Saborios or Saborius (Greek: Σαβώριος) was a Byzantine general who rose in revolt against Emperor Constans II (r. 641–668) in 667–668. He sought and obtained the aid of the Caliph Muawiyah I (r. 661–680), but was killed in a horse accident before confronting the imperial troops.
Saborios is mentioned as being of Persian descent by Theophanes the Confessor (his name is a rendering of the Persian Shapur), but most modern scholars regard him an Armenian. He is sometimes identified with a certain Pasagnathes, "patrikios of the Armenians", who rebelled in 651/652.
In 667, Saborios was the governing general (strategos) of the theme of the Armeniacs, covering the northeastern part of Byzantine Anatolia. At the time, and for several years, Emperor Constans II had been residing in Syracuse in Sicily, having left the capital Constantinople at the hands of his young son, co-emperor, and eventual successor, Constantine IV (r. 668–685). In the emperor's absence, Caliph Muawiyah had sent a series of devastating raids into Anatolia, targeting chiefly the Armeniac theme.
Taking advantage of the absence of many soldiers of the other themes with Constans in Sicily, Saborios launched a revolt in late 667. In order to secure his rear, he sent one of his generals, Sergios, to Damascus to enlist Muawiyah's support. Constantine, learning of the rebellion, also sent an envoy, the eunuch koubikoularios Andrew, to the caliph. Andrew, however, could not match the rebel's offer of a heavy tribute ("the entire public revenues" according to Theophanes) and Muawiyah agreed to support Saborios with troops. Despite this setback, Andrew arranged for Sergios, who had insulted him during the negotiations, to be captured at a pass near Arabissus in Cilicia by troops loyal to the emperor. Sergios was then castrated and impaled on a stake.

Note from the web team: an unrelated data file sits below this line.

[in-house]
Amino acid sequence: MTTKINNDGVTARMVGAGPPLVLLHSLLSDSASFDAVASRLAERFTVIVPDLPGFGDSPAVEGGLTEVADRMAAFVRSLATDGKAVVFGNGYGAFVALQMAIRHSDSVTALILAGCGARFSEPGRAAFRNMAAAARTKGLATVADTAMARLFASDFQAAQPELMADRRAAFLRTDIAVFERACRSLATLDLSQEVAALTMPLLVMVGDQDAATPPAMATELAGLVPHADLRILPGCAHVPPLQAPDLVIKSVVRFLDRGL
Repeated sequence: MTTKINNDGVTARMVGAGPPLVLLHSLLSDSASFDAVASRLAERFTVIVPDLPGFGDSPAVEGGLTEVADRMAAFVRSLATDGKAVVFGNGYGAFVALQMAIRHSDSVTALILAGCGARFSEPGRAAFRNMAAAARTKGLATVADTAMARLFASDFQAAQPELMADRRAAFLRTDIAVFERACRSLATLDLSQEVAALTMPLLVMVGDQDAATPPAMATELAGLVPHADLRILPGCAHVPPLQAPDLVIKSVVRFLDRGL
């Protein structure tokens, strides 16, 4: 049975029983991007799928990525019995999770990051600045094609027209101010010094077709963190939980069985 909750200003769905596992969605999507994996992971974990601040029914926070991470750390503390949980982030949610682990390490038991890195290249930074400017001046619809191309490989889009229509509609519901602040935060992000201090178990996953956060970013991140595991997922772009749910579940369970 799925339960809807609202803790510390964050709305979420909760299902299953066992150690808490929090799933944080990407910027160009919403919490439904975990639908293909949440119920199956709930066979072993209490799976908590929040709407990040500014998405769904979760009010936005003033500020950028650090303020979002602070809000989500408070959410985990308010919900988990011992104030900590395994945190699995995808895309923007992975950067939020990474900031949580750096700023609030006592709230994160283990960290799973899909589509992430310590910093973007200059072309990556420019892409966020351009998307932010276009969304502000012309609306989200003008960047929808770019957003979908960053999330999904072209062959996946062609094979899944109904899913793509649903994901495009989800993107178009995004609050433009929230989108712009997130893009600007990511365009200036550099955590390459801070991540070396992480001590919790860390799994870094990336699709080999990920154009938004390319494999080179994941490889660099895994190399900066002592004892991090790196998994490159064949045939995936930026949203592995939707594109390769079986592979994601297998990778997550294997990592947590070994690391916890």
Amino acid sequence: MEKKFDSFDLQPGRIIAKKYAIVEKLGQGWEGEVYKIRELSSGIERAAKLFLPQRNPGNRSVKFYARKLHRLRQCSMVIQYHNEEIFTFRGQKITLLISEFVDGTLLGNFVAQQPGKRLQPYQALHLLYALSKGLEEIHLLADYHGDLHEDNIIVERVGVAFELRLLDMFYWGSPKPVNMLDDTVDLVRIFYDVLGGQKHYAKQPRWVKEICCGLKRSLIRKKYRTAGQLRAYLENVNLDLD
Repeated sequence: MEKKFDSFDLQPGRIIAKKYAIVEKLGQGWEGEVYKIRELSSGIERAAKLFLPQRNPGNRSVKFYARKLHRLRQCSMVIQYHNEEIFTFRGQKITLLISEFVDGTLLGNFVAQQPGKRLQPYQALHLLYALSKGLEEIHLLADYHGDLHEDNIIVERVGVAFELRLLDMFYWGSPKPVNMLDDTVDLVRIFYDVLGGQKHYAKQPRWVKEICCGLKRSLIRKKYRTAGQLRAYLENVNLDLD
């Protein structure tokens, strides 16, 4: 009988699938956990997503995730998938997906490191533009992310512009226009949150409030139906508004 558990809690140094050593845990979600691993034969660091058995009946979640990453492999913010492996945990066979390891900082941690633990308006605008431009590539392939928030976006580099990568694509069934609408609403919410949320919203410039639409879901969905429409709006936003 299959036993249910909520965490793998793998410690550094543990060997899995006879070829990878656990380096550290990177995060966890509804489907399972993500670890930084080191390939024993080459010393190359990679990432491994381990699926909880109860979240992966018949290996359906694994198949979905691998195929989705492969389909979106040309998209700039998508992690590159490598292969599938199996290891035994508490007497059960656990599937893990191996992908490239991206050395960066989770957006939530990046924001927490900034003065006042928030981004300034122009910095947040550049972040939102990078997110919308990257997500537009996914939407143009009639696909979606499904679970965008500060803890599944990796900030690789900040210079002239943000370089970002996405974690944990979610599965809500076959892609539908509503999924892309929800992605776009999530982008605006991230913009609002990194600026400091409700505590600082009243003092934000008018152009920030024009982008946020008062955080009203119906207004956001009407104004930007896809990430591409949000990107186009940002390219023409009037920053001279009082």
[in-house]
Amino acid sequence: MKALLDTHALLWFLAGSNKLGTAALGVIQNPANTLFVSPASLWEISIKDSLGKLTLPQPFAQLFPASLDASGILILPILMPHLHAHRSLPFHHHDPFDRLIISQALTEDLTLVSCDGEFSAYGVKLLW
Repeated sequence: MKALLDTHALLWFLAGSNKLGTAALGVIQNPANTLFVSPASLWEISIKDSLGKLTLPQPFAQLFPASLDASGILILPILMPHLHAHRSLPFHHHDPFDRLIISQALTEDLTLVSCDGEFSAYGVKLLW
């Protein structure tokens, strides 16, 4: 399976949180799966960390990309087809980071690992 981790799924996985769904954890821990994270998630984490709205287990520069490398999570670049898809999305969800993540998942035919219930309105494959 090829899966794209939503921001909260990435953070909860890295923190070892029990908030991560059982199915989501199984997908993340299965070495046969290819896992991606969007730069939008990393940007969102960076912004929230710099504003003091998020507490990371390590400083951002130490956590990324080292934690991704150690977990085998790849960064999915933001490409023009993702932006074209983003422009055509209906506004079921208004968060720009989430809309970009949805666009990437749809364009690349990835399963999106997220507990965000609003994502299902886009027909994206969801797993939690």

Nevertheless, with his eastern flank secure, Saborios marched west towards Constantinople, and succeeded in gaining control over most of Anatolia. He camped with his men at Hexapolis, also known as Hadrianopolis, in Bithynia, where he drilled his troops and awaited the arrival of the Muslim army. Saborios was readying his men to face an oncoming loyalist army under the patrikios Nikephoros, when his horse bolted, slamming his head on a city gate and killing him. The Armeniac troops, left leaderless, quickly submitted, and by the time the Arab troops arrived, the revolt was effectively over. The Arab army used the turmoil to raid as far as the Bosporus and capture Amorion, but the city was retaken by the Byzantines during the following winter.
Saborios's rebellion did not result in any territorial losses for Byzantium, but was important nonetheless as the first attested rebellion of a thematic force, heralding a number of similar revolts during the remainder of the 7th and throughout the 8th centuries. Despite the continued occurrence of revolts, however, Saborios's fate also encouraged a belief, oft-repeated in Byzantine and Syriac sources, that death would result from rebelling against the lawful emperor in Constantinople, and from dealing with the infidel Muslims.
- Kazhdan 1991, p. 1824.
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- Kaegi 1981, p. 182.
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- Kaegi 1992, pp. 227–229.
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